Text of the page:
By mid-September, hurricane season is in full swing. With Hurricane Dorian, predicted to be a Category 4 when it hits the East Coast this weekend, there's no better time than now to bone up on some of the best ways to keep current on what's out there and how to stay safe if a storm comes your way.
And just like with everything else, your iPhone now play an integral part with that.
I've lived on the Gulf Coast my entire life. I've been through storms and God willing, I'll never go through another. Either way, I'll be ready. Let's take a look at a few ways you can be, too.
Websites and apps
If you only use one website for tracking tropical activity, it needs to be the National Hurricane Center's (NHC) site, found at www.nhc.noaa.gov (they've got a mobile version, too, if you're into that sort of thing).
What about apps, though? I've used a few over the years. Mostly they're wrappers for the NHC website, and for the most part, the apps themselves are pretty crap. They can, however, be good for notifications on updates, which the NHC puts out every six hours. If you don't want to spend a few bucks, you could just hit up the NHC site, follow their Twitter feed, use RSS. The NHC has a lot of ways to stay informed.
One of the more complex weather-tracking apps for iPhone is RadarScope, which costs $10.
And if you just don't want to bother committing all of these tips to memory, go for the America Red Cross' hurricane app.
If you want more than hurricane tracking, as important as that is, check out iMore's best weather apps as well.
There's almost nothing worse than knowing a hurricane is headed your way. They're big, they're often slow, and have the potential to cause a lot of damage. Luckily, you usually have days or even weeks of warning. That gives you plenty of time to prepare and your iPhone makes it easier than ever.
A few tips I've picked up the hard way:
- Inventory your home and car. Use notes apps that sync to the cloud (that's the really important part) to keep track of everything you own, for insurance purposes. If it's not documented, it might as well have never existed.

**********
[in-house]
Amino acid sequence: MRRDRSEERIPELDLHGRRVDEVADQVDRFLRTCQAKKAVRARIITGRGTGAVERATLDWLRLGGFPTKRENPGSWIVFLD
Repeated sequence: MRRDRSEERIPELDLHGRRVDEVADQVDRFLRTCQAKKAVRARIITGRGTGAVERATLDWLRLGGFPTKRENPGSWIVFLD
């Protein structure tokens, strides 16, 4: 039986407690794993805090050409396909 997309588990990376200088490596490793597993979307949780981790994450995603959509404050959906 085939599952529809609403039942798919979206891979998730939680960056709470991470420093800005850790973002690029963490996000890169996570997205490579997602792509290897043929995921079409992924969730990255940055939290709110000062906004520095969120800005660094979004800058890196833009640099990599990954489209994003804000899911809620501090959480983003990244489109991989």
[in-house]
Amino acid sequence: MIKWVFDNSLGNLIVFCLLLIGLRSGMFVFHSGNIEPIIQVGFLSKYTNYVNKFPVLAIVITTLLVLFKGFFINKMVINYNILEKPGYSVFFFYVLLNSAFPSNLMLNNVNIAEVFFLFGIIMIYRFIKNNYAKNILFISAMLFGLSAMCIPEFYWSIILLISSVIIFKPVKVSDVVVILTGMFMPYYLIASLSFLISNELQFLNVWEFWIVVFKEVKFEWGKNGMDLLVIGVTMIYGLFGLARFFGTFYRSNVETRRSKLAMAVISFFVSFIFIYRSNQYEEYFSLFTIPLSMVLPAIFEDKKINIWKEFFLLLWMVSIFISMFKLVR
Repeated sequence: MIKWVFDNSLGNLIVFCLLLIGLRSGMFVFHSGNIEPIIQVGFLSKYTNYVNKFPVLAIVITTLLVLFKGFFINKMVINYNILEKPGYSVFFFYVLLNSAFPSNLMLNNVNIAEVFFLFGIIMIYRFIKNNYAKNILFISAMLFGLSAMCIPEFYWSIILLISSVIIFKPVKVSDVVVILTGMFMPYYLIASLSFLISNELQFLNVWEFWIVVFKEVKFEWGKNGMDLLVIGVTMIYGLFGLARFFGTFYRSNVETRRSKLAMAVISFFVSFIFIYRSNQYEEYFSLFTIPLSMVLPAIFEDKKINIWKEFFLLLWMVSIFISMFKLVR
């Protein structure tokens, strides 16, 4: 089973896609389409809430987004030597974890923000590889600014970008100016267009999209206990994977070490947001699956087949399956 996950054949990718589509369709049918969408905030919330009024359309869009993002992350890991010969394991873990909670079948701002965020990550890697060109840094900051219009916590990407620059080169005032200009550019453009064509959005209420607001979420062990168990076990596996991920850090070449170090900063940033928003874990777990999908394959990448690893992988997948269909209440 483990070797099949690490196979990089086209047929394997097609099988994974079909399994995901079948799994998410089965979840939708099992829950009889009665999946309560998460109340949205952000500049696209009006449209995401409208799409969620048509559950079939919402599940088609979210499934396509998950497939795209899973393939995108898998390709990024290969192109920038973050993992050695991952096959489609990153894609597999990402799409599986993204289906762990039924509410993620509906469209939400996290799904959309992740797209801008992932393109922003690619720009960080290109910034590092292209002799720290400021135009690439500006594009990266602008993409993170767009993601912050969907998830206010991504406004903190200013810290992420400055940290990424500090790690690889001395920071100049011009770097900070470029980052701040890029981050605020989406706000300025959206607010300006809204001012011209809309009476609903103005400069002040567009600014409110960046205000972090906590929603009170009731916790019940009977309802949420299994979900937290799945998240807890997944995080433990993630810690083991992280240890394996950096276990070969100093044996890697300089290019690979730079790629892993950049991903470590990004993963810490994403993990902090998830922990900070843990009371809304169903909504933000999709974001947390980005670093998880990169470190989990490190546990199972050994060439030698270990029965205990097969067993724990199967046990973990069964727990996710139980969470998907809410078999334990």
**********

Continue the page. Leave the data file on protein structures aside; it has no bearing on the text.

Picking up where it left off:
- Take pictures. Lots of pictures. The outside of your home. The inside of your home. Pets. Kids. Anything of value. Insurance fraud, unfortunately, is a thing. You'll want to prove your car didn't already have that tree on it. Again, make sure your pictures are uploaded to a cloud service like iCloud Photo Library, Google Photos, or Dropbox.
- Charge early and often. When the power goes out, it goes out.
- That said, data could well be down after a strong storm. (Though operators will be quick to tell you they've been hardening against storms.) If that's the case enjoy the silence, and don't waste battery if you don't have to.
Speaking of charging ...
Batteries are our lifeblood — I mean, our phones' lifeblood. If you want any hope of communicating after a storm or keeping up with folks during one, you'll need to stay charged. The good news is that even if you don't (or can't) use a full-blown generator, we've got options.
Small but mighty
With 20100mAh capacity, this little bruiser will charge up a laptop, phone, and iPad without needing a reup. Keep it on-hand for stormy weather.
This 400Wh / 120000mAh portable battery will keep more than just your iPhone juiced up. You can plug in your lamps, mini-fridge, TV set and more.
Other random things worth buying
Batteries are obvious, along with battery or gas-powered lamps, and food that doesn't spoil.
I also recommend picking up a sun shower of some sort. These are large PVC bags that use the sun to heat the water within and then rely on gravity to rain it down upon your body. I used them on boats growing up, but they're perfect for post-storm showers. You don't need electricity to heat the water, they're portable, and they're easy to store.
This one looks just fine — but you've basically got your pick on Amazon. If you're buying locally, any sporting goods store or boat store should have them in stock.
I'd also recommend picking up a battery-powered AM/FM Weather radio. Again, you need to conserve things like your phone for when you really need them. These ancient little radios run on batteries and will keep you up with important local info as well with NOAA weather radio. They're indispensable once the power goes out. (It's what us old people had before Twitter, and with less trolling.
Your hurricane tips?
If you've been through more than your fair share of hurricane seasons, and have great tips of your own to share, let me know all about them in the comments below!
Updated August 2019: Added information about Hurricane Dorian.
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